This will be something to watch very closely in 2016. If the Democratic presidential candidates (assuming there is more than one) feel the need to voice support for marijuana reform (even limited support like for decriminalization), it could have a huge ripple effect.
(Hat tip to Eric Sterling for sending the article my way.)
Tuesday, March 18, 2014
Stephen Colbert had this amusing little segment about marijuana taxes recently:
Though Colbert is hilarious as always, those wanting serious coverage of pot taxes should be sure to follow Pat Oglesby's always fantastic work at http://newrevenue.org.
Professional ethics rules has been a bit of a sleeper issue in the area of marijuana law reform. To be sure, it hasn't been overlloked entirely. A handful of states have issued opinions on the topic and Sam Kamin and Eli Wald wrote an excellent law review article considering the question. But in most states that have enacted reforms, there has been no official analysis of how the ethics rules might apply to medical marijuana lawyers.
Nevada appears to be taking a more proactive approach:
Facing a conflict between state and federal law, attorneys in Nevada are asking the state Supreme Court to set rules to protect lawyers who advise clients on medical marijuana issues.
Nevada Bar Association President Alan Lefebvre said Thursday the request submitted seeking expedited state high court action comes with private and public attorneys unsure whether they can advise clients how to handle a medical marijuana law that takes effect April 1.
The state bar governing board submitted its petition Tuesday to the Nevada Supreme Court seeking an amendment to rules of professional conduct so lawyers can safely provide legal advice about medical marijuana.
The state high court is expected to hold a public hearing before making a decision.
Via Nicole Flatow at ThinkProgress, researchers are one step closer to studying the use of medical marijuana to treat PTSD.
On Friday, the federal government took a potentially momentous step back from this position, granting researchers who have for years borne the brunt of this policy access to a legal supply of marijuana. The decision means a psychiatry professor at the University of Arizona who specializes in treating veterans may for the first time be able to perform a triple-blind study on marijuana and post-traumatic stress disorder.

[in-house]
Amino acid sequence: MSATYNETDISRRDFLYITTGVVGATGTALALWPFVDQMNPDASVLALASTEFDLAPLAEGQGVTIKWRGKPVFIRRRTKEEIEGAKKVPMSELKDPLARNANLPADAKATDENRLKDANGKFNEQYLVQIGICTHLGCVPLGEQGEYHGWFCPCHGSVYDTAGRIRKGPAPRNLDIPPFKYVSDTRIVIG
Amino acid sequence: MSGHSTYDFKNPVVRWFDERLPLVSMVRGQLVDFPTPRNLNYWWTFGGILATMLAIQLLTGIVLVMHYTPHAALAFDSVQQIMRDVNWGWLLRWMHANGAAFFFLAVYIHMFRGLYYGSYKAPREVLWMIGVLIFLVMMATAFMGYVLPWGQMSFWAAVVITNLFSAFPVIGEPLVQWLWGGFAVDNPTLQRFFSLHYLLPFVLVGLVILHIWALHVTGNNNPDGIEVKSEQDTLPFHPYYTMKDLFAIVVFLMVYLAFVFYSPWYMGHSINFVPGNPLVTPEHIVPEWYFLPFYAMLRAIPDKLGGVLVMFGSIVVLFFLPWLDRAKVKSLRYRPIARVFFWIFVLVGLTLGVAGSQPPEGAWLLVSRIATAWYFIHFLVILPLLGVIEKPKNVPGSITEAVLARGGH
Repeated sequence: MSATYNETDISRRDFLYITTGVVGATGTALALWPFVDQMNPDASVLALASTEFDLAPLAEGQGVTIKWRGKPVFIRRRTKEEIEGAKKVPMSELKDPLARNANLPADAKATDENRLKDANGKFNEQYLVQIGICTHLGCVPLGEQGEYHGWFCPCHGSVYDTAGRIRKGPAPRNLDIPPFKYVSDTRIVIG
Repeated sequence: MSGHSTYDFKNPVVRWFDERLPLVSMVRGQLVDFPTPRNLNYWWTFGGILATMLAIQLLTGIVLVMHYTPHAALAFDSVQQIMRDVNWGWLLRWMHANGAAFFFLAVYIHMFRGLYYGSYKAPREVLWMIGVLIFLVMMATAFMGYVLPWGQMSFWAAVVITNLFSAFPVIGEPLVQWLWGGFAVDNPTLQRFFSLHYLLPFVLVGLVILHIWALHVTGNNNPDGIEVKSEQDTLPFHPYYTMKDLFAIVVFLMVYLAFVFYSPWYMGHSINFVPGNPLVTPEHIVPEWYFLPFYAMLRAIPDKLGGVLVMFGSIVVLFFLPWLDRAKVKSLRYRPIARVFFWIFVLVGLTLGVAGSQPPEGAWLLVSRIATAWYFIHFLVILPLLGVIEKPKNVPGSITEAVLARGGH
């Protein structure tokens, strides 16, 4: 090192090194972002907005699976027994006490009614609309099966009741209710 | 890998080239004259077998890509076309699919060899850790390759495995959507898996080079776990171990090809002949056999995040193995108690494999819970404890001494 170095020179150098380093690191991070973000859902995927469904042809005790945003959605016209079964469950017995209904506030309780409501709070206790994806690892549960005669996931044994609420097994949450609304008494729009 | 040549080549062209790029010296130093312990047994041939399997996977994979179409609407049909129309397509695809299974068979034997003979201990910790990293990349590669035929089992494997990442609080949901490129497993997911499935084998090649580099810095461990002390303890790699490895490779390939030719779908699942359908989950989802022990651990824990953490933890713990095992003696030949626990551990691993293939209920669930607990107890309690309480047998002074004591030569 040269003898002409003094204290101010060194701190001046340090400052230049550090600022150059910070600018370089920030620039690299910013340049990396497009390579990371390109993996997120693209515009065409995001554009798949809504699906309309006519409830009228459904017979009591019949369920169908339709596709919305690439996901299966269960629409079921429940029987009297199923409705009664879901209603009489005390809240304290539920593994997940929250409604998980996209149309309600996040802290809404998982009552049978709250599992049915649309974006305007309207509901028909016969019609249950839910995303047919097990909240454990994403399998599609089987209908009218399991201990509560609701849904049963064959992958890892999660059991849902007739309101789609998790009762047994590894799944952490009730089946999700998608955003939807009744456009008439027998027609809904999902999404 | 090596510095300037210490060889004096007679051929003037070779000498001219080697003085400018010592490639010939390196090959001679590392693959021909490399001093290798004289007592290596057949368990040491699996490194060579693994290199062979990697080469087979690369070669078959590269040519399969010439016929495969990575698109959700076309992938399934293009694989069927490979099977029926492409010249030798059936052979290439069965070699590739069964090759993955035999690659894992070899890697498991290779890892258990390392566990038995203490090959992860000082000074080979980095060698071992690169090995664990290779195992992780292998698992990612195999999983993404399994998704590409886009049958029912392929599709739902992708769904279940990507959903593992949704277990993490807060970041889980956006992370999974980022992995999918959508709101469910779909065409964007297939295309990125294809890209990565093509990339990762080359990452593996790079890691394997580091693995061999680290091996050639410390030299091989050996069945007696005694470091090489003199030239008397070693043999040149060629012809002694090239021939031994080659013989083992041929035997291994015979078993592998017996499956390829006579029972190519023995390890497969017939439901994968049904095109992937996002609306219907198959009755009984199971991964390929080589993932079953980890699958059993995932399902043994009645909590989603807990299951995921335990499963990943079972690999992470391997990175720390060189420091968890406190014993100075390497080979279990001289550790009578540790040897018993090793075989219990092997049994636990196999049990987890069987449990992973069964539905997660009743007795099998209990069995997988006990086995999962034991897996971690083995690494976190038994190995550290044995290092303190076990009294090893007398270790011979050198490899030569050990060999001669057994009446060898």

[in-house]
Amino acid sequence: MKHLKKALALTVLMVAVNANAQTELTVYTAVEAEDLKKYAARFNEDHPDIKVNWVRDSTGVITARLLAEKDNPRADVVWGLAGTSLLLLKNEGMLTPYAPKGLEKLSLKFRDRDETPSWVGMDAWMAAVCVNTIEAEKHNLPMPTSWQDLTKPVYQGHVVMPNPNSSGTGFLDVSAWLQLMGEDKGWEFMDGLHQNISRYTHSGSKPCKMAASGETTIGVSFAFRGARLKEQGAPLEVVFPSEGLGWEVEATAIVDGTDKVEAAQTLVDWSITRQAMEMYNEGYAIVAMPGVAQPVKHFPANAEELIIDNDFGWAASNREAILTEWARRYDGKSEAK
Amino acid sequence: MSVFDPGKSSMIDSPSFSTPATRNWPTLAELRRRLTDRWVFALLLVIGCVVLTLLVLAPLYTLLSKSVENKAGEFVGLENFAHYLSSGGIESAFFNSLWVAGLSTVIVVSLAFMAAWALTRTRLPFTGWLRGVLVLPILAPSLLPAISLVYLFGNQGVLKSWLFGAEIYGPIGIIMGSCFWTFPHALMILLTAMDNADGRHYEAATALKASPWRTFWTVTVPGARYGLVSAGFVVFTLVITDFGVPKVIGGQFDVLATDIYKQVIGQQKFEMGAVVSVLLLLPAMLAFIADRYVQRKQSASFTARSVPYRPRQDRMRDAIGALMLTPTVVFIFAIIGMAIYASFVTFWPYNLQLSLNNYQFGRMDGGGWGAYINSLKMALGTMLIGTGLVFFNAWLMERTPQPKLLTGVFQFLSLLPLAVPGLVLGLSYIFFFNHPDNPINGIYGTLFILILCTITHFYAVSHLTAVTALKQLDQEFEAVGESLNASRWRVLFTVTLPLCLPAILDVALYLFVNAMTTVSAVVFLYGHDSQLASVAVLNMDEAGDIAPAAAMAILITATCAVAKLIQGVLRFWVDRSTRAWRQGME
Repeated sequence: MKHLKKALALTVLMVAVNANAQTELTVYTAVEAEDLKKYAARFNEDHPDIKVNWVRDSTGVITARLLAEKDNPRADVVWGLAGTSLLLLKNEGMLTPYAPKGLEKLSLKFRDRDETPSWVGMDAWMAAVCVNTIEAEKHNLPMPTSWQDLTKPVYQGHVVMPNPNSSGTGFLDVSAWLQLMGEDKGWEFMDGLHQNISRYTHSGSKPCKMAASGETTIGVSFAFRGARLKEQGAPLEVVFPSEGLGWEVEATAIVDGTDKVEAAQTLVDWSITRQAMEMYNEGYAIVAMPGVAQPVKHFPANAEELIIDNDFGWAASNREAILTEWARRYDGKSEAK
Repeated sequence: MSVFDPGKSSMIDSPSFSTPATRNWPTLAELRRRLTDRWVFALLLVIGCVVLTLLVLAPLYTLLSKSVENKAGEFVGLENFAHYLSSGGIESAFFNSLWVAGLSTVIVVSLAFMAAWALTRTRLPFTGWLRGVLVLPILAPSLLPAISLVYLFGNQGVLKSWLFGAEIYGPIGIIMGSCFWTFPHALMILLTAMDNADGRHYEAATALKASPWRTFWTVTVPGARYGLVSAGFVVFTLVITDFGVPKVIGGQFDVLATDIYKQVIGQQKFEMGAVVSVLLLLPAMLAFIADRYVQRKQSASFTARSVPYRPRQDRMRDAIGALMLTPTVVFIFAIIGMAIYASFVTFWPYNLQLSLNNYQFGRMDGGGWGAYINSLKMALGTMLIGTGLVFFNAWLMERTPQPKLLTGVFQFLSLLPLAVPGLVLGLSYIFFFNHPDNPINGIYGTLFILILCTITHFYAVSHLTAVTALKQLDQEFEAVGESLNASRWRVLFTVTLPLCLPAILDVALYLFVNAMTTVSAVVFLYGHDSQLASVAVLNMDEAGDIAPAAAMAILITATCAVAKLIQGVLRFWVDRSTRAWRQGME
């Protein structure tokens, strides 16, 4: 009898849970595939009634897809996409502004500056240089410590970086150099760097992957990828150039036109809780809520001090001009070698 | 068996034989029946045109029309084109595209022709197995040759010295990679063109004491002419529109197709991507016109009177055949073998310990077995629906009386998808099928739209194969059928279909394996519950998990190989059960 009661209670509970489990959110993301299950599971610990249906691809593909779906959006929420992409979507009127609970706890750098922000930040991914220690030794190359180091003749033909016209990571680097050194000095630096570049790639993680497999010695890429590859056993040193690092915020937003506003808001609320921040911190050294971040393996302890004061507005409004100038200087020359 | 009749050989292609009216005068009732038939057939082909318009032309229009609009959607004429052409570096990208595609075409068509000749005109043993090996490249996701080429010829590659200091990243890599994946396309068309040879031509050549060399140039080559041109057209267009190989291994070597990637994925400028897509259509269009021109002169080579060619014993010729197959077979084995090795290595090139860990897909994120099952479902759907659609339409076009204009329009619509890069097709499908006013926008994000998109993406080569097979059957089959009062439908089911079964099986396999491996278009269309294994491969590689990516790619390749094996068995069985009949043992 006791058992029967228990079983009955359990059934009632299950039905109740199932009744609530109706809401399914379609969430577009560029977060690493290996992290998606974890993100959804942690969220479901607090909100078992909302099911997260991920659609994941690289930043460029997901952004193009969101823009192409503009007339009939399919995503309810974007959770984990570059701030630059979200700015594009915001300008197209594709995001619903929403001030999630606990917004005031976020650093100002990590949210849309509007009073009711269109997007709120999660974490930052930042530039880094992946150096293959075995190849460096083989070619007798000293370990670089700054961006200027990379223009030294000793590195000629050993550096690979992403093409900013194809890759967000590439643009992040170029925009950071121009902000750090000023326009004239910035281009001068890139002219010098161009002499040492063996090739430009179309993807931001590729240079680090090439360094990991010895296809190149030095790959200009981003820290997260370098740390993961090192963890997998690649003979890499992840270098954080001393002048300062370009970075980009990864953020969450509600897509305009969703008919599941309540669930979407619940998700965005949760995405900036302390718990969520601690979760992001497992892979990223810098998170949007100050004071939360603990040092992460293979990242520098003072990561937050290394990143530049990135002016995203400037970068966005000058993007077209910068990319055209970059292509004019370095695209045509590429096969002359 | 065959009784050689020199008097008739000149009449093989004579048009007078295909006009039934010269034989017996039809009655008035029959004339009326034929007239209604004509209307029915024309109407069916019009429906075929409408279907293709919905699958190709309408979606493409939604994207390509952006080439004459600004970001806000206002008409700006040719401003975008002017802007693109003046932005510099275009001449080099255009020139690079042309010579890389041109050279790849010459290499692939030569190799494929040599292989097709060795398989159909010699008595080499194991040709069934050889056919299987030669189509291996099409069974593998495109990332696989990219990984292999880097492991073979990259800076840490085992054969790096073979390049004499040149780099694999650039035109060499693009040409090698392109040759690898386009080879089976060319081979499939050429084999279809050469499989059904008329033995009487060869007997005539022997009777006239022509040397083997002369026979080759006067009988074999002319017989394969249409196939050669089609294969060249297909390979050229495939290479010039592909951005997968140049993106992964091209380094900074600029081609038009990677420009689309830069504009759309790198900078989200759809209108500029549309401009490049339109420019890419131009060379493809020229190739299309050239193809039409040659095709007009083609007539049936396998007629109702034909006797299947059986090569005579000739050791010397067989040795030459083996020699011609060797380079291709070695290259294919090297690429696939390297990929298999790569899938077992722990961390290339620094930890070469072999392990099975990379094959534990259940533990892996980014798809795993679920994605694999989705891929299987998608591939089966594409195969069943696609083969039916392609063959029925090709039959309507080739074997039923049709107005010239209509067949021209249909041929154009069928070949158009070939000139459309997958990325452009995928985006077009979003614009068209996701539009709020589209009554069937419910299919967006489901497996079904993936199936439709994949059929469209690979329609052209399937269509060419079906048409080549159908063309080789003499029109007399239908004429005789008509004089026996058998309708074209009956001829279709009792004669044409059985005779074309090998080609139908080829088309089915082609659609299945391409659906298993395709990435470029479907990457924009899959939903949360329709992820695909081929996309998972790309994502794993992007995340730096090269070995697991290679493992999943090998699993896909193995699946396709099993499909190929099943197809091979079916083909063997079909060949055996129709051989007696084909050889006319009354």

The Multidisciplinary Association for Psychedelic Studies (MAPS) was granted permission to purchase marijuana fro the National Institute on Drug Abuse. The DEA still needs to sign off but it seems likely that it will given this development.
As I discuss in more detail in this law review article, I find the Controlled Substances Act's research restrictions for Schedule I substances especially hard to defend (or, really, to make any sense of at all).
The CSA places substances into Schedule I if they have no currently accepted medical use. Importantly, this category includes both (1) substances we are fairly certain have no medical value and (2) substances that we think may have promise as medicines even if we aren't yet sure either way. (Marijuana is, of course, the most high profile of the latter sort of substance.)
It seems to me that the two categories should be treated very differently as far as research goes. If we know a substance has no medicinal value, then we arguably lose very little by making it hard to study the substance. But if preliminary studies indicate the substance has medicinal value--as, for example, with marijuana--then I'd think we'd want to encourage further study, not make it more difficult.
The CSA, however, puts up the same roadblocks for studying all Schedule I substances, including those that we think hold medical promise. The only conceivable reasons for doing this are leakage concerns (ie, that substances approved for research will leak into the black market) or that the substance is so very dangerous that we need to be extra cautious when studying its medical value.
Certainly neither of these are legitimate concerns when it comes to marijuana. The only people in the United States who have any trouble getting their hands on marijuana are researchers. And the health risks of marijuana are certainly no worse than many FDA approved drugs.
All this is to say this while the news that the federal government may be easing up when it comes to studying marijuana is worth cheering, the core of the problem remains: a regulatory scheme that makes the study of Schedule I substances difficult, even for substances that have shown promise as medicines.
In some parts of the country people are proudly announcing plans to get rich selling marijuana legally. But in Missouri, a man who ran a sophisticated illegal marijuana business was just sentenced to 30 years.
Not long ago, these sorts of stories were reported as big drug war wins. But the Riverfront Times ends its report on the case with this observation:
Incarcerating Henderson will cost taxpayers more than $800,000 at an average of about $27,000 per year.
Meanwhile, in Colorado, the state collected about $3.5 million in taxes from recreational marijuana sales in the month of January alone.
Seeing this story also brought to mind an article from April Short at Salon last Friday, which is well worth a read: "Legal Weed's Race Problem: White Men Get Rich, Black Men Stay in Prison."